• The methods used to explore the issue are appropriate (for example, collection of data and interpreting of data)
• The methods used are applied rigorously and explain why and how the data support the conclusions
• Interconnecting the previous work in the relevant field or from inter-disciplinary fields are made to the article's interpretations clearer.
The article tells a good story: Well written and easy to understand, the arguments are logical and not internally contradictory
Reasons for rejection of manuscripts
• Does not fall within the Aims and Scope: This is a common mistake. The emphasis of the manuscript is not in the scope of the journal and/or the guidelines of the targeted journal are not followed.
• Fails the technical screening (Poor English grammar, style, and syntax): The article contains elements that are suspected to be plagiarized. The article is currently under review process at another journal. The manuscript is not complete; it may be lacking key elements such as the title, authors, affiliations, keywords, main text, references and all tables and figures. The English is not proficient for the peer review process; the figures are not complete or are not clear enough to read. References are incomplete or very old.
• Insufficient/Incomplete data: It is important to clearly define and appropriately frame the studys question. The article contains observations but is not a full study. It discusses findings in relation to some of the work in the field but ignores other important work.
• Methods/Analysis data is seen to be defective: Details are insufficient to repeat the results. The design of study, instruments used, and procedures followed should clear. But in some cases it could be better to put too much information into the methods section rather than to put too little. The analysis is not statistically valid or does not follow the norms of the field.
• Over interpretation of results: Some reviewers have indicated that a clear and honest approach to the interpretation of the results is likely to increase the chances of a manuscript to be accepted. Identify possible partial and stunning variables, both during the preliminary phase of the study and the elucidation of the results. Describe the experimental results briefly.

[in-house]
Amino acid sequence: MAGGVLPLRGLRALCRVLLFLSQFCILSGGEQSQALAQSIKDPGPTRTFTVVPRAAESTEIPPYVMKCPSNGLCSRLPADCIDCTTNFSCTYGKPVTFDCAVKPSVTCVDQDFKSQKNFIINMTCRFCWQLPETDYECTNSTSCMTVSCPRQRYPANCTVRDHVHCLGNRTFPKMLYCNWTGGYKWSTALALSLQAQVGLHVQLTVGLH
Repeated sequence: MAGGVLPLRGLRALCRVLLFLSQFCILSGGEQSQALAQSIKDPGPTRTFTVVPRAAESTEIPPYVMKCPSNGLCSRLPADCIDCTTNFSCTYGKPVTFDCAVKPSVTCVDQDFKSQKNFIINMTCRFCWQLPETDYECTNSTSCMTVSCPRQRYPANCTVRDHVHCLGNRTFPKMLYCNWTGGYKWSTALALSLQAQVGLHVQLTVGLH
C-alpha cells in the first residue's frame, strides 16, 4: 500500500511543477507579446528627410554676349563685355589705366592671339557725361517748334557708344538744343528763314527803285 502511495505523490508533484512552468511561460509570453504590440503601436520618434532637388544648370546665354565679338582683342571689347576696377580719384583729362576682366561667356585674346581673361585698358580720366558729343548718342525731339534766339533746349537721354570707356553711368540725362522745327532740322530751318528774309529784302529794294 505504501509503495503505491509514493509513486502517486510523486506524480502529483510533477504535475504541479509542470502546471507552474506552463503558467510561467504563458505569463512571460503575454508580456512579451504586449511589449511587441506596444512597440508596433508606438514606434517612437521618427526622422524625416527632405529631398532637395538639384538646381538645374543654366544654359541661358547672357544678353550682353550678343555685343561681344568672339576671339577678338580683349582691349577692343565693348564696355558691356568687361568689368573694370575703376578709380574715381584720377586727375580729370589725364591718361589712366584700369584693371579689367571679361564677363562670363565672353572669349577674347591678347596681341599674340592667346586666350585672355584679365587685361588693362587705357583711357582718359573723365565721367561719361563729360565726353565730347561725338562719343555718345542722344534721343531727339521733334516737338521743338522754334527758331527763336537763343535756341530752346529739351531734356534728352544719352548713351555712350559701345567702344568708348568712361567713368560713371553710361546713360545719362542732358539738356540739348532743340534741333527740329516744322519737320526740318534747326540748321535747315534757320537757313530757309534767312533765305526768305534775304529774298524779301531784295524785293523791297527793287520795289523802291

• Incomprehensible/Unsatisfactory data: Make tables and graphs easy to understand. Some editors start looking quickly at the tables, graphs, and figures to determine if the manuscript is worth considering. The language, structure, or figures are very poor that the merit can't be analyzed. Have a native English speaker to read and assess the quality of the paper.
• Conclusions not supported by data: Make sure your conclusions are not overemphasized, are supported, and answer the studys query. Make sure to contribute alternative clarification, and do not simply restate the results. The conclusions should not ignore large portions of the literature.
• Simply a small extension of a different paper, inaccurate literature: Be sure to conduct a complete literature search and only list references relevant to the study. Findings are incremental and do not advance the field. The work is clearly but larger part of a study is chopped to make possible number of articles.
• Author unwilling to revise the manuscript to address reviewers suggestions: Taking the reviewers suggestions into account, revising your manuscript will always result in a better manuscript for publishing. If the editor suggests evaluating a revision, it means the manuscript may be publishable if the reviewers concerns could be addressed satisfactorily.